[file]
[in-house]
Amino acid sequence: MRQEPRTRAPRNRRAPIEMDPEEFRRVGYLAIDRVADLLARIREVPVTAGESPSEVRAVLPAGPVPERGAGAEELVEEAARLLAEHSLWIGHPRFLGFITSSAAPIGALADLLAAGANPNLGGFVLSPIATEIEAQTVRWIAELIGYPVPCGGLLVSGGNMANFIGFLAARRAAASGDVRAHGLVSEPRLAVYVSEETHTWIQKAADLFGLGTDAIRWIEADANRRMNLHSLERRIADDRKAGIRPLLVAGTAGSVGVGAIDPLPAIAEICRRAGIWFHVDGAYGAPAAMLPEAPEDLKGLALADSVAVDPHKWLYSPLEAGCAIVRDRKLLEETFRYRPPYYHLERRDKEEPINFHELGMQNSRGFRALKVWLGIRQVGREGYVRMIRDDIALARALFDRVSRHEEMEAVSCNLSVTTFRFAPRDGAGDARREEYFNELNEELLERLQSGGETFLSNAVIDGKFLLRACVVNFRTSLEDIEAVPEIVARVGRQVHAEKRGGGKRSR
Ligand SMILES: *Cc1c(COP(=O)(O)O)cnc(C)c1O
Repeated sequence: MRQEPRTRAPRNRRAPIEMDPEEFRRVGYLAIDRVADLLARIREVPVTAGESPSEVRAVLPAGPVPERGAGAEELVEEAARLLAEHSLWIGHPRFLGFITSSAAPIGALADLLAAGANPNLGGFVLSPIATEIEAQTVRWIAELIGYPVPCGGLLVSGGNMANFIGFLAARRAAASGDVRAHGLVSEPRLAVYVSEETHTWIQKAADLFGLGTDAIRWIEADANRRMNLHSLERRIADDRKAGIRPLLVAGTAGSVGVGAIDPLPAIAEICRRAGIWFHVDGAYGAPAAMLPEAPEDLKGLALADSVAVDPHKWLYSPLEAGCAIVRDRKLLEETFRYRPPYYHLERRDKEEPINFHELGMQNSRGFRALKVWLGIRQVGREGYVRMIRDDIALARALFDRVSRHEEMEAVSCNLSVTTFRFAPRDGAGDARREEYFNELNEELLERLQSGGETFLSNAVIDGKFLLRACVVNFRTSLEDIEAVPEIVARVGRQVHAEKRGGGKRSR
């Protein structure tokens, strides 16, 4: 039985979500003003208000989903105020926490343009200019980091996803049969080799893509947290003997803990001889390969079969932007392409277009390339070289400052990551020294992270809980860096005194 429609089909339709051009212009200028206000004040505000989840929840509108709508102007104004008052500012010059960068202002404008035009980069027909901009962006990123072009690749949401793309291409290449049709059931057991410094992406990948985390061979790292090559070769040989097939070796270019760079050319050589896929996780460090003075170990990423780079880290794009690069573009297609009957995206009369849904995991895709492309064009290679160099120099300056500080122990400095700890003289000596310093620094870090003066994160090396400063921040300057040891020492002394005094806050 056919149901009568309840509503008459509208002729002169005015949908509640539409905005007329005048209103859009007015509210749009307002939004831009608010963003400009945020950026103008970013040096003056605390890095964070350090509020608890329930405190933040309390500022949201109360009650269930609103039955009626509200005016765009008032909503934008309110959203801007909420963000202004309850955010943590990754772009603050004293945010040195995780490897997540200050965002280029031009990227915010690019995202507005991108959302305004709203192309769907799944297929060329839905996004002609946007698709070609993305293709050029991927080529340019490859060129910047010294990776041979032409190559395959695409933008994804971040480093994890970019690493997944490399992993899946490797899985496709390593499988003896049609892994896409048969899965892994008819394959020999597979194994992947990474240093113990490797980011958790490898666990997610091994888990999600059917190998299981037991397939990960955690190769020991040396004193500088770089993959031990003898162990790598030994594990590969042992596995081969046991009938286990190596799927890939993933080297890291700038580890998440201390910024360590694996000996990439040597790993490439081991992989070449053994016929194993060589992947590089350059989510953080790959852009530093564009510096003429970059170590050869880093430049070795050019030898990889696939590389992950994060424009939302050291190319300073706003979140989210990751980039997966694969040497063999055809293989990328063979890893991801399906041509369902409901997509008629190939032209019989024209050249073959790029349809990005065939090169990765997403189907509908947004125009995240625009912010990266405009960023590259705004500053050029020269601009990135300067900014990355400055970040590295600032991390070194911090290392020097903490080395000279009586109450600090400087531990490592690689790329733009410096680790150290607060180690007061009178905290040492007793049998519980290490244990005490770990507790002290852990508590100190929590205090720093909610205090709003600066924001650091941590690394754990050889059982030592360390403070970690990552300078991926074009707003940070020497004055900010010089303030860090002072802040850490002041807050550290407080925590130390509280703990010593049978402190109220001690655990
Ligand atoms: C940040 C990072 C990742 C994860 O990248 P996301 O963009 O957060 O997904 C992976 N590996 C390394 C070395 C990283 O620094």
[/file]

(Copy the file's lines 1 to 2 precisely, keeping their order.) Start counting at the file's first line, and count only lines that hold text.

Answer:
[in-house]
Amino acid sequence: MRQEPRTRAPRNRRAPIEMDPEEFRRVGYLAIDRVADLLARIREVPVTAGESPSEVRAVLPAGPVPERGAGAEELVEEAARLLAEHSLWIGHPRFLGFITSSAAPIGALADLLAAGANPNLGGFVLSPIATEIEAQTVRWIAELIGYPVPCGGLLVSGGNMANFIGFLAARRAAASGDVRAHGLVSEPRLAVYVSEETHTWIQKAADLFGLGTDAIRWIEADANRRMNLHSLERRIADDRKAGIRPLLVAGTAGSVGVGAIDPLPAIAEICRRAGIWFHVDGAYGAPAAMLPEAPEDLKGLALADSVAVDPHKWLYSPLEAGCAIVRDRKLLEETFRYRPPYYHLERRDKEEPINFHELGMQNSRGFRALKVWLGIRQVGREGYVRMIRDDIALARALFDRVSRHEEMEAVSCNLSVTTFRFAPRDGAGDARREEYFNELNEELLERLQSGGETFLSNAVIDGKFLLRACVVNFRTSLEDIEAVPEIVARVGRQVHAEKRGGGKRSR